China’s National People’s Congress Begins: Isn’t It Unreasonable to Put Military before Economy?

China’s economic slump is having a negative impact on the global economy. The Chinese government should be aware of this responsibility and come up with policies to deal with the delay in an economic recovery.

The National People’s Congress, China’s parliament, has started its annual session in Beijing. In his government work report, Premier Li Qiang said China would leave the gross domestic product growth target for this year unchanged from last year at around 5%.

This can be said to be a bullish target considering that the International Monetary Fund expects China’s GDP to grow by 4.6% this year.

Beijing may have judged that lowering the target from last year would further discourage foreign companies from investing in China, but achieving this goal will not be easy.

The delay in China’s economic recovery is largely due to the sluggish real estate sector, which is estimated to account for a quarter of the country’s GDP. The administration of Chinese President Xi Jinping has curtailed loans to real estate development companies from the perspective of its emphasis on reducing the disparity between the rich and the poor. This has been a contributing factor to the real estate slump.

Real estate accounts for a high percentage of household assets in China, and the decline in real estate prices has also caused a decrease in consumption.

However, in the government work report, the budget deficit target remained at 3% of GDP, the same level as in the initial phase last year, and there was no indication that the government would fundamentally address this structural problem.

Stable growth cannot be expected without overcoming the slump in the real estate sector. The Xi administration should promote economic stimulus measures through aggressive fiscal spending.

Despite a mountain of economic challenges, about ¥34.8 trillion — an increase of 7.2% from the previous year — was allocated for China’s military budget. This is 4.4 times the size of Japan’s proposed defense budget for the next fiscal year.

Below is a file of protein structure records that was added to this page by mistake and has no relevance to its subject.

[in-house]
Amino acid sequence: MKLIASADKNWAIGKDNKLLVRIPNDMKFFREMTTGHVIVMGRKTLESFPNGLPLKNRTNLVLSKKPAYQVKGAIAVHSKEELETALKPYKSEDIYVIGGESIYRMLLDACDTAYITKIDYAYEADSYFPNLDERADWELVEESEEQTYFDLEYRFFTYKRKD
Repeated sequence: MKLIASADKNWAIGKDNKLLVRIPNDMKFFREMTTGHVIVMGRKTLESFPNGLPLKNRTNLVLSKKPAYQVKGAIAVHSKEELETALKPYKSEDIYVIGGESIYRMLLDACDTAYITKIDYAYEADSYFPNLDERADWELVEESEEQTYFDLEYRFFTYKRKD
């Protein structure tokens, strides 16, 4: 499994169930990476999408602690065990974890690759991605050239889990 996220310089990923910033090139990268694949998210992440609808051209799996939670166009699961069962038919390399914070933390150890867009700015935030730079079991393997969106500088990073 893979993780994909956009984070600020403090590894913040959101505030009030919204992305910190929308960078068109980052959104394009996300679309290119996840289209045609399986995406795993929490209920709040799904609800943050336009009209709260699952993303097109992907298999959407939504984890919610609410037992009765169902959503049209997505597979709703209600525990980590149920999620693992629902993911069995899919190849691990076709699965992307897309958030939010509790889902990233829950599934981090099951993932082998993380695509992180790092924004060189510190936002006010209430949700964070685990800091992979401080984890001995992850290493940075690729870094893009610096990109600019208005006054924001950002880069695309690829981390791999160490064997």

In addition to building up its aircraft carriers, submarines and ballistic missiles, China has been ahead of the United States in developing new weapons, including hypersonic missiles that are considered difficult to intercept with existing missile defense networks.

The Xi administration has set a goal of building a world-class military by the mid-21st century. By securing military capabilities equal to those of the United States, the obvious aim is to thwart U.S. military intervention in China’s goal of unifying Taiwan and expand its maritime interests in the South China Sea.

The Xi administration’s stance of attempting to change the status quo by force through unbridled military expansion is absolutely unacceptable.

For the time being, starting from this National People’s Congress, China has decided not to hold its customary and long-standing press conference after the assembly finishes. Because this was one of the few opportunities for the premier to directly answer a wide range of questions, doing so underscores the closed nature of the Xi administration.

It also may not be in China’s interest if the world perceives the move as Beijing being unwilling to answer inconvenient questions.

(From The Yomiuri Shimbun, March 6, 2024)